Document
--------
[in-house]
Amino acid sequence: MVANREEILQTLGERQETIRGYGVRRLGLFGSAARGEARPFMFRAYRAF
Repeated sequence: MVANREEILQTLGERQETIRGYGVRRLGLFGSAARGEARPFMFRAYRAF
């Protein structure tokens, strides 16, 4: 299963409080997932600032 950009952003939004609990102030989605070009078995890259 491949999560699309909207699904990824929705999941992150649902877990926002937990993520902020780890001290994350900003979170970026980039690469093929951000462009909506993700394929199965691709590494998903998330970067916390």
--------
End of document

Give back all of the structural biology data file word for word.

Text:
[in-house]
Amino acid sequence: MVANREEILQTLGERQETIRGYGVRRLGLFGSAARGEARPFMFRAYRAF
Repeated sequence: MVANREEILQTLGERQETIRGYGVRRLGLFGSAARGEARPFMFRAYRAF
């Protein structure tokens, strides 16, 4: 299963409080997932600032 950009952003939004609990102030989605070009078995890259 491949999560699309909207699904990824929705999941992150649902877990926002937990993520902020780890001290994350900003979170970026980039690469093929951000462009909506993700394929199965691709590494998903998330970067916390």